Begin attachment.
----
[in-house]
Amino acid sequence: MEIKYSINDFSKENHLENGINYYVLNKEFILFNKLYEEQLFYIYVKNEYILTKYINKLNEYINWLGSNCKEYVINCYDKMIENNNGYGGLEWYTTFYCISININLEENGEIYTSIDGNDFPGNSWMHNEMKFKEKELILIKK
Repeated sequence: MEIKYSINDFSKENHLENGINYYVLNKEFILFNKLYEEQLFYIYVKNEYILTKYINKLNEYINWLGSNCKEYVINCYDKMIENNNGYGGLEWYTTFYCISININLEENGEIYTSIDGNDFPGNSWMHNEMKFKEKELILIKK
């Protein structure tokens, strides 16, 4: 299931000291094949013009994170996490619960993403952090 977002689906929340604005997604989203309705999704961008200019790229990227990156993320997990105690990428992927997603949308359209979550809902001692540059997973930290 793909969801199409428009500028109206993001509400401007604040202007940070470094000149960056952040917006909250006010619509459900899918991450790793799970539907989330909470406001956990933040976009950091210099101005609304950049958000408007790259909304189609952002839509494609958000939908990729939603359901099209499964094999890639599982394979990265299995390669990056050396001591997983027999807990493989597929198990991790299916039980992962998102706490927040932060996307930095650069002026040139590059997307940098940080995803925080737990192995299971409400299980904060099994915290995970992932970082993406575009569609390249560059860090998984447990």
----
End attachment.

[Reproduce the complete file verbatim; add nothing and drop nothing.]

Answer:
[in-house]
Amino acid sequence: MEIKYSINDFSKENHLENGINYYVLNKEFILFNKLYEEQLFYIYVKNEYILTKYINKLNEYINWLGSNCKEYVINCYDKMIENNNGYGGLEWYTTFYCISININLEENGEIYTSIDGNDFPGNSWMHNEMKFKEKELILIKK
Repeated sequence: MEIKYSINDFSKENHLENGINYYVLNKEFILFNKLYEEQLFYIYVKNEYILTKYINKLNEYINWLGSNCKEYVINCYDKMIENNNGYGGLEWYTTFYCISININLEENGEIYTSIDGNDFPGNSWMHNEMKFKEKELILIKK
């Protein structure tokens, strides 16, 4: 299931000291094949013009994170996490619960993403952090 977002689906929340604005997604989203309705999704961008200019790229990227990156993320997990105690990428992927997603949308359209979550809902001692540059997973930290 793909969801199409428009500028109206993001509400401007604040202007940070470094000149960056952040917006909250006010619509459900899918991450790793799970539907989330909470406001956990933040976009950091210099101005609304950049958000408007790259909304189609952002839509494609958000939908990729939603359901099209499964094999890639599982394979990265299995390669990056050396001591997983027999807990493989597929198990991790299916039980992962998102706490927040932060996307930095650069002026040139590059997307940098940080995803925080737990192995299971409400299980904060099994915290995970992932970082993406575009569609390249560059860090998984447990």